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Breaking Down the Reopening of Our Communities – 5/1/2020 Update

From The Desk of Richard Ollis 5/1/2020 Update

May will be an important month in our continuing battle with COVID-19. Effective May 4th, Missouri Governor Parson updated our state order and we will begin a phased approach to reopening our state. The City of Springfield and Greene County also issued new orders effective May 4th. Here’s what to expect on May 4th and some important considerations moving forward.

Multiple orders (state, city, county) are different and confusing. Just remember, the strictest order applies. In general, local orders will be more restrictive. Here are some highlights of the state’s lessened restrictions.

Highlights of Missouri’s Order

  1. General Guidelines include:
    • The order is in place until May 31.
    • Practicing good hygiene – handwashing, etc.
    • Physical Distancing – 6 feet
    • Minimizing Travel
    • Cleaning and Sanitization
  2. Essential Businesses will continue operation. Non-essential businesses may resume operations.
  3. Gyms, pools, barber/hair salons and tattoo parlors may operate using CDC Guidelines.
  4. Retail sales operations must limit the number of customers in each retail facility.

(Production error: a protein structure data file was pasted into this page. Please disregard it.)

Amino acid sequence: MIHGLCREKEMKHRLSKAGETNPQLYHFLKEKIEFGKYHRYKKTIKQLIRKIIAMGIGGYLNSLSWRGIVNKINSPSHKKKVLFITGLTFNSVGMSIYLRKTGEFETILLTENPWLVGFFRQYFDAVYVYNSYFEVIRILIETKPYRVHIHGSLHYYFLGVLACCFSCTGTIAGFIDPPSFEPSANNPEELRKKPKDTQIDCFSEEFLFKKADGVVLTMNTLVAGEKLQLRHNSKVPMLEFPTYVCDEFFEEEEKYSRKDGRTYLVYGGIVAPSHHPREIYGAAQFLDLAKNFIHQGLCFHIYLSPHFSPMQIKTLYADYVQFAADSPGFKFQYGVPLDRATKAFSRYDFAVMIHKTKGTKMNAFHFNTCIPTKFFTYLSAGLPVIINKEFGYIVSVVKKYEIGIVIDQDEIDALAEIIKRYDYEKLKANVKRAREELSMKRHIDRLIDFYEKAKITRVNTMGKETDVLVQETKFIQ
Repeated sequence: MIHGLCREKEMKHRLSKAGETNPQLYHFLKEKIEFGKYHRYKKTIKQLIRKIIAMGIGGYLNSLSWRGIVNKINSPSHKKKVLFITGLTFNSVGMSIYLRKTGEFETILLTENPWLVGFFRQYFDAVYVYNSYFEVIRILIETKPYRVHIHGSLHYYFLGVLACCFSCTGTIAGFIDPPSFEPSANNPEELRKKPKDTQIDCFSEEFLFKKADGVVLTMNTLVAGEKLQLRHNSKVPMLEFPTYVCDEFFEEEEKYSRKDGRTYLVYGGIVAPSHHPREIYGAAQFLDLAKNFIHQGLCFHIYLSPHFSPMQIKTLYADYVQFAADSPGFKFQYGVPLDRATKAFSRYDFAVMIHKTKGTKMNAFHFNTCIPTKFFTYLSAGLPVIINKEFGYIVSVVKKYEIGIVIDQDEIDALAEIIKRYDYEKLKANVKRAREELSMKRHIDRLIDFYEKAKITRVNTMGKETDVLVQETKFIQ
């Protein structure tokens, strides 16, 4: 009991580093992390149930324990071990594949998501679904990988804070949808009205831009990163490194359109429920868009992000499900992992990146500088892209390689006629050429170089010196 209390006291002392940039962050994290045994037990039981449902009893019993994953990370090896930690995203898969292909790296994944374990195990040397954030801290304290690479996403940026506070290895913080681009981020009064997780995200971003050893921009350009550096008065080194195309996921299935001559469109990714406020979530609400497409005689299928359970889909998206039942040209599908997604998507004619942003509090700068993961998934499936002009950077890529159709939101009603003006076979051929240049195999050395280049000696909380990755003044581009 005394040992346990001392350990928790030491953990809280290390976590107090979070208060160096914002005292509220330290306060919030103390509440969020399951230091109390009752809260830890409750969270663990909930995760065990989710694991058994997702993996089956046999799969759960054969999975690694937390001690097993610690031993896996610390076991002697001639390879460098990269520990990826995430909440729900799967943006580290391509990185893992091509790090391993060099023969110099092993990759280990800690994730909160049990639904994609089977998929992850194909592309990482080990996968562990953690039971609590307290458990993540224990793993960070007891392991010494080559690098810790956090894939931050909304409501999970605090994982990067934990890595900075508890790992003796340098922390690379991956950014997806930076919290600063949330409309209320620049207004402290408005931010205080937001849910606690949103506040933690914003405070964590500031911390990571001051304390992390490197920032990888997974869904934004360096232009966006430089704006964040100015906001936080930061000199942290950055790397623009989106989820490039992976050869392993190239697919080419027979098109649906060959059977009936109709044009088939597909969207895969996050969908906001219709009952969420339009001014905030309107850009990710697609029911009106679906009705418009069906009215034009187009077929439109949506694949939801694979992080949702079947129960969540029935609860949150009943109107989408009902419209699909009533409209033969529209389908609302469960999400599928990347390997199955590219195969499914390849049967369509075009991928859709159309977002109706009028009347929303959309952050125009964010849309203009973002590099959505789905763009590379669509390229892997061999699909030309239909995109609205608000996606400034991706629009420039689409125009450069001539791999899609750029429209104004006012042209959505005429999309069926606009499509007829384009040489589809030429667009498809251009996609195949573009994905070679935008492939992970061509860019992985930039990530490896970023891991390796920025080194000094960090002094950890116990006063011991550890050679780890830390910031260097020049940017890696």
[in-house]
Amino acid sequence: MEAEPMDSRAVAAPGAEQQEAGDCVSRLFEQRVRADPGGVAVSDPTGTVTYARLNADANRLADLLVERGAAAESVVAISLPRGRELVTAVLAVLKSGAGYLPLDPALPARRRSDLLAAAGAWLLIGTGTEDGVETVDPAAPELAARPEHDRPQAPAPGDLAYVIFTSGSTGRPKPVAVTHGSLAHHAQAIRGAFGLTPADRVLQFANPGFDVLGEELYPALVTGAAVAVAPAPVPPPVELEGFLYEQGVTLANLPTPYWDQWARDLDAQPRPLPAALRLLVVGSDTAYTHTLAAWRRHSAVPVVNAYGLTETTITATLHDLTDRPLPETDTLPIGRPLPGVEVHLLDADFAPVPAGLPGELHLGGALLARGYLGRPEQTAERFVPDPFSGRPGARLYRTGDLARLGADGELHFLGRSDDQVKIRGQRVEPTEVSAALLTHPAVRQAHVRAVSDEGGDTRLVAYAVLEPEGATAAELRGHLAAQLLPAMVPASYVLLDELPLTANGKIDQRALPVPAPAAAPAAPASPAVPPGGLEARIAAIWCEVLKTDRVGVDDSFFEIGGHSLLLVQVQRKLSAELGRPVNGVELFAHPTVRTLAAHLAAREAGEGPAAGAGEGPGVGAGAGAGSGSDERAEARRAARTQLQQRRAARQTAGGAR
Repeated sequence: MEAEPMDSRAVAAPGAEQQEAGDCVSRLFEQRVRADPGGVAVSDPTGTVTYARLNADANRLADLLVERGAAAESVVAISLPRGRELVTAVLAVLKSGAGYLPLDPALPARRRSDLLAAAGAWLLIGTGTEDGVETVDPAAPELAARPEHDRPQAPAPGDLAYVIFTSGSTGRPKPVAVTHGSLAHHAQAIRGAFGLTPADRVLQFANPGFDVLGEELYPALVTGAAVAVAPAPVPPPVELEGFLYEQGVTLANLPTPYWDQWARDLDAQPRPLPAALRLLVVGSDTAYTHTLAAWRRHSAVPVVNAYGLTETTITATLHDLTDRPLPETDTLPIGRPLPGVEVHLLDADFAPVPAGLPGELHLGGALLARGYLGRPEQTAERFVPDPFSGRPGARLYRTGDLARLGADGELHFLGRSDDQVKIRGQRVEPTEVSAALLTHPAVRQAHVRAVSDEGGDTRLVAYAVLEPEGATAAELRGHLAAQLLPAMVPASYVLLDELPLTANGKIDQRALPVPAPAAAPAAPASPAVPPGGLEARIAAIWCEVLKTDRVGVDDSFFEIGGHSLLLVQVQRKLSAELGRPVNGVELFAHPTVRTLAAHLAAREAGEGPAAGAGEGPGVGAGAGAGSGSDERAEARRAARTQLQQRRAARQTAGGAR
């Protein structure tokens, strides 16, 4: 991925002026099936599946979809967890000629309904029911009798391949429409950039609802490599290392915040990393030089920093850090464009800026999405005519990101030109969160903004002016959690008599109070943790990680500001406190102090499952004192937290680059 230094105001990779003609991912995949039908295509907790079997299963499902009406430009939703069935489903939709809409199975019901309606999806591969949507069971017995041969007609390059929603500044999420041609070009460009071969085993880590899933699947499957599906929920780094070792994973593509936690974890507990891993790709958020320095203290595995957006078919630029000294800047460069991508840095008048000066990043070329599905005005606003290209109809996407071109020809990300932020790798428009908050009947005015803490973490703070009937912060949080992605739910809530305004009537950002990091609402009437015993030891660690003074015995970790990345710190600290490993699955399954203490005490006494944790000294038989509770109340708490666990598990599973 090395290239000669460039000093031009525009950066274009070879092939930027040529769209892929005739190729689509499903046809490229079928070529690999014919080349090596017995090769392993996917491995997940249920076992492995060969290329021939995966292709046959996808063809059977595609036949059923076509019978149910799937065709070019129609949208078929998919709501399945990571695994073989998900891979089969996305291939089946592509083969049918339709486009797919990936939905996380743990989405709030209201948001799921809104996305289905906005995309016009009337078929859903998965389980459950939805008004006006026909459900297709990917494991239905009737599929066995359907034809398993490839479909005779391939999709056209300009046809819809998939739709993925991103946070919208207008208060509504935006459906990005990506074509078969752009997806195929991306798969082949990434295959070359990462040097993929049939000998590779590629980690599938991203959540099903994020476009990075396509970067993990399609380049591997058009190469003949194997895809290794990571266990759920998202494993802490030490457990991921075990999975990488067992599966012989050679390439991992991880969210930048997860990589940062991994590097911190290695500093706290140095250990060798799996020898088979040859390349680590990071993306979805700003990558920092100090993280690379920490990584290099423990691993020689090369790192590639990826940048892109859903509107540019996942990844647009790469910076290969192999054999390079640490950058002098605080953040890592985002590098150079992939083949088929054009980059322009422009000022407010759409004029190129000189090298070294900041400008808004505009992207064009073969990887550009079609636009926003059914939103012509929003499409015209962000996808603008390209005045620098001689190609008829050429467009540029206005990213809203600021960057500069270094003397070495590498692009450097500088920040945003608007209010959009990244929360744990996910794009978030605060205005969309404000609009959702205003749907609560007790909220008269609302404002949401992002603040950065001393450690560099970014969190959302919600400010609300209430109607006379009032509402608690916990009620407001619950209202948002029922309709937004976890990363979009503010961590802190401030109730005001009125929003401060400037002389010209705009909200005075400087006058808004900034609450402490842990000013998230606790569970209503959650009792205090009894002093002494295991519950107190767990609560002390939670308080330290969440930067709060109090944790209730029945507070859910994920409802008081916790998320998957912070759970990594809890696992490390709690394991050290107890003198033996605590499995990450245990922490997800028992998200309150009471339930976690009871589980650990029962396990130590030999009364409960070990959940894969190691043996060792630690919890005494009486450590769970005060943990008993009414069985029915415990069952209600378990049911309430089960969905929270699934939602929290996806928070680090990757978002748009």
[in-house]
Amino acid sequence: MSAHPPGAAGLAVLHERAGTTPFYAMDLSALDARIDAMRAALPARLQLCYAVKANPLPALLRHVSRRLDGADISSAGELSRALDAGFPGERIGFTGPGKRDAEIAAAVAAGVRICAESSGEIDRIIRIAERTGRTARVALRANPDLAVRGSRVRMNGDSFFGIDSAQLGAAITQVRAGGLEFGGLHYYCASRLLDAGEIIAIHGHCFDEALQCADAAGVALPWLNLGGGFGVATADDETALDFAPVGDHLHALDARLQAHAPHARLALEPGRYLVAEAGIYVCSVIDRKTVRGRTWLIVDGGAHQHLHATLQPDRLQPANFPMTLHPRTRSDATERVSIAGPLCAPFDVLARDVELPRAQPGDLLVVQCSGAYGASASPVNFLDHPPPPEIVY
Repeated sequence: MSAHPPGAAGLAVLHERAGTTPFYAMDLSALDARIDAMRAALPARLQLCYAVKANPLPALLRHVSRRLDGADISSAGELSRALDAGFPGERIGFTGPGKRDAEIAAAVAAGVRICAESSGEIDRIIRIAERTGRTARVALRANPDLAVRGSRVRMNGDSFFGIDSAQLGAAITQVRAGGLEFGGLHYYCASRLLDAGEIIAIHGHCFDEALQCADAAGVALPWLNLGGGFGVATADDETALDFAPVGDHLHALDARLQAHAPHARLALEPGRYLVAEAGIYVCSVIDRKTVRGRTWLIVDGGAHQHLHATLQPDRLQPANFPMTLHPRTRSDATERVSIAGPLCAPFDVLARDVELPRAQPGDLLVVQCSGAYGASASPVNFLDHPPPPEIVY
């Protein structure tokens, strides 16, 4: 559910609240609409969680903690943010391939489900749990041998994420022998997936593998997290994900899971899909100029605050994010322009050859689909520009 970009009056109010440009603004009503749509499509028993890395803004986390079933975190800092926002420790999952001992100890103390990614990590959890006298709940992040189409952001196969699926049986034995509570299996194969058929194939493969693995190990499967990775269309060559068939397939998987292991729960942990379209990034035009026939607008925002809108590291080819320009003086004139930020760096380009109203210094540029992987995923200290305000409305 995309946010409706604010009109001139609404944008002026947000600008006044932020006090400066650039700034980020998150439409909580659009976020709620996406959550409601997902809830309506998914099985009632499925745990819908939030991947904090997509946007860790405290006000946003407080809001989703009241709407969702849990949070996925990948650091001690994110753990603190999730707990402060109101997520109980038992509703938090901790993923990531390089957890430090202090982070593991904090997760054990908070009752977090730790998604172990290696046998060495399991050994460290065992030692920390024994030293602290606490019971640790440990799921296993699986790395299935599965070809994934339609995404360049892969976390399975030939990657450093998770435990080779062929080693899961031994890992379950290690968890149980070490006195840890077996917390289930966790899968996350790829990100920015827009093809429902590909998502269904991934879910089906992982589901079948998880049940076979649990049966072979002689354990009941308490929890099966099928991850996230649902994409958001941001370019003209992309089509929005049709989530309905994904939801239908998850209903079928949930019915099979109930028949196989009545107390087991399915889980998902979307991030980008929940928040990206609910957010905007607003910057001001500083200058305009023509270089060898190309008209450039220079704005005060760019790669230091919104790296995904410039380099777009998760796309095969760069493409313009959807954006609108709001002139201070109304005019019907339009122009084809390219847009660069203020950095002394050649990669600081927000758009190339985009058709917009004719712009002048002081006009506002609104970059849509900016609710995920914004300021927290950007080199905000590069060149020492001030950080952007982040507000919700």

• Smaller locations less than 10,000 square feet, 25% occupancy
    • Larger locations greater than 10,000 square feet, 10% occupancy
    • If no fire or building code occupancy is set by local jurisdiction, use this formula:
      Building square feet divided by 30 x .25 OR Building square feet divided by 30 x .10
  5. Public waiting rooms should implement systems to promote waiting in vehicles until appointment time.
  6. Dental and eye care can be performed and can provide services at their discretion following CDC guidelines.
  7. Restaurants may open dining rooms with tables and seating spaced to meet physical distancing requirements. The continued use of drive thru, pick-up or delivery is encouraged.
  8. Childcare can continue operations following CDC guidelines such as providing care to the same group of children daily with separate rooms for these same groups and staggered, controlled pick-ups and drop offs.
  9. Churches and fraternal organizations are allowed to meet and hold in-person services practicing physical distancing and promoting the use of alternative virtual services.
  10. Parks, camps, sporting events, movie theaters, amusement parks, concerts, funerals, wedding, and graduations can occur, encouraging the modification to reduce the risk of spreading COVID-19. Playgrounds will remain closed.

** Again, local orders can and will be more restrictive, and the most restrictive rules apply. **

To that point, The City of Springfield and Greene County issued updated orders effective May 4 and expiring May 31. Here are the key provisions:

  1. The same basic CDC guidelines of physical distancing, hygiene, and cleaning apply.
  2. Essential businesses can continue operations and non-essential businesses may resume operations. However:
    • Churches may not hold in person traditional services with more than 15 in attendance and are instead encouraged to hold drive-in and virtual services.
    • Childcare must follow physical distancing and be carried out in stable groups of 10 children or fewer. Multiple groups can be taken care of in separate rooms and not mix with other rooms.
    • Pools are closed until 12:01 a.m. on May 23, 2020.